Students who want to study a language at a language academy, have to do a placement test, which confirms their current level in that language and then tells the tester in which level they should be placed.

Here we’re going to see how a combination of Google Forms and Sheets, the functions VLOOKUP and ARRAYFORMULA and conditional formatting, can produce a simple but effective placement test.


First, we create the test using Forms. If you’re new to using Forms, then see my posts on how to use Google Forms.

In the test, I want the students to record some contact information and then below will be the test questions.

Here we have the fields to record their email address, name and telephone number, all of which are obligatory.


To set up the email address field so that it checks to see it’s a valid one, we go to the settings cog (on the right here).


Then tick “Collect email address”. Then click “Save”. This will add an email address field with data validation, which will check to see if an email has been entered. Note, that this always puts this field at the top of the form. Personally, I’d prefer to be able to move this, but at present that’s not possible.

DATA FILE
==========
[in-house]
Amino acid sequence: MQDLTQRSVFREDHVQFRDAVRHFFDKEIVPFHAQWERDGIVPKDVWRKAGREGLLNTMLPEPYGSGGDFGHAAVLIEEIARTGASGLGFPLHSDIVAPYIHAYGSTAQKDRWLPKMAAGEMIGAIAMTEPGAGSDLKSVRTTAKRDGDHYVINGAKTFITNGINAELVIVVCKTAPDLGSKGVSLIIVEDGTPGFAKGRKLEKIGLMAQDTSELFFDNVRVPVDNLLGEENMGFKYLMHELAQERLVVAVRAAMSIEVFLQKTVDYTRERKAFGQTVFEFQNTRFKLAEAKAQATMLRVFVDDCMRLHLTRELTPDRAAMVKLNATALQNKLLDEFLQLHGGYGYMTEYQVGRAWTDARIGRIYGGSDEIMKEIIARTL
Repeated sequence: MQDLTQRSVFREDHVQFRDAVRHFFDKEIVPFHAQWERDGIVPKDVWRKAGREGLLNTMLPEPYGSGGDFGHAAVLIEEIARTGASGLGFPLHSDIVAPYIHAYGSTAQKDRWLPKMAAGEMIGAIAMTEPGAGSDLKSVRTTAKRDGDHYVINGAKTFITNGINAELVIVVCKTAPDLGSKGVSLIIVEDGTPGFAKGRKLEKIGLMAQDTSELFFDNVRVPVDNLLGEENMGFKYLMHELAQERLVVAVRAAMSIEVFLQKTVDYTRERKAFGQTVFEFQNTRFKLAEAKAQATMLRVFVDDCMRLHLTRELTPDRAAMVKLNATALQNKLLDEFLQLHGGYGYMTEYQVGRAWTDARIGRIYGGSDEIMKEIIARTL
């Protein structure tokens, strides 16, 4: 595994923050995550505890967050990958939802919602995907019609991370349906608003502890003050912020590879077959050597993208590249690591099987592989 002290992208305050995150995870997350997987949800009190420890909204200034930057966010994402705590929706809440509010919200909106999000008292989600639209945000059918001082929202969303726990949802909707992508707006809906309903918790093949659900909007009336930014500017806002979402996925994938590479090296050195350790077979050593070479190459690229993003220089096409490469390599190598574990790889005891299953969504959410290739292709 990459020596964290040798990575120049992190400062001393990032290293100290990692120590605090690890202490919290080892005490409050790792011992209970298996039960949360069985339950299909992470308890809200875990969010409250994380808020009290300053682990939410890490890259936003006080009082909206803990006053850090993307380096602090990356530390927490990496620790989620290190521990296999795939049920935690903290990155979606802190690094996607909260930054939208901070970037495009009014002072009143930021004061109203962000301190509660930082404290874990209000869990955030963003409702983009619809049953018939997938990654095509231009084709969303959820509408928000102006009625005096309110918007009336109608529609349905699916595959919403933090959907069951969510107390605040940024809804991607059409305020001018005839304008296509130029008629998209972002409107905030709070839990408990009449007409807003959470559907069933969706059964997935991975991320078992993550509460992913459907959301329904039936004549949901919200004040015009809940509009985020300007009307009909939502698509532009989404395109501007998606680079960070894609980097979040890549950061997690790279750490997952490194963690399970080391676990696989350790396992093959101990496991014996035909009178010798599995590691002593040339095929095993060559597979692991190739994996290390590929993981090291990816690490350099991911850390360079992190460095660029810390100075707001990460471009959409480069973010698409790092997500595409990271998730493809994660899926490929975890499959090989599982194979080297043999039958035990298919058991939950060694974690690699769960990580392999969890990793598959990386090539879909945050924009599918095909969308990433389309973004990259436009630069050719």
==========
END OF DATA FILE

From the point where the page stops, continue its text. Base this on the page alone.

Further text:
Then we add the multiple-choice questions in our test.


I want the test to automatically correct this, so  click on the settings cog and this time select “Quizzes”. Then select the “Make this a quiz” option. Under “Release mark” choose “Later, after manual review”, so that the student doesn’t have the option of seeing their marks as soon as they’ve finished the test. I also untick all the options under “Respondent can see”.


Back in the questions part, we now need to tell the form,which questions are correct. Click on a question and then “Answer Key”.


Then click the correct answer. This will add a green tick next to it. Also, change the points to 1.


Repeat this for all the questions. Now we need to link the form to a Sheet. Under “Responses”, click the green Sheet icon.


We want to create a new spreadsheet, so leave the option selected and click “Create”.



This will open the Sheet and you will see the different fields from the Form on the sheet.


I usually format this a little and sometimes move the columns around to suit my needs, for example, like this:


Add a new page and let’s call it “Levels”. This is where we’re going to add the levels which correspond with the result from the test. In this example, we have 3 possible levels A1, A2, B1. In columns A and B and add the ranges for each of those levels. So, for example, if someone gets 6/10 in the test, the level they will go in is A2.


I’ve added a row (row 3) with just zeros, and nothing in the level column. This is important as we will see later, so that if there is nothing in the results column on the form responses sheet, nothing will be added to the levels column.

Now, let’s see if it works. The first time, I fill it out with the correct answers just to check everything is working ok. It also allows us to check future responses against this answer key, as we’ll see below.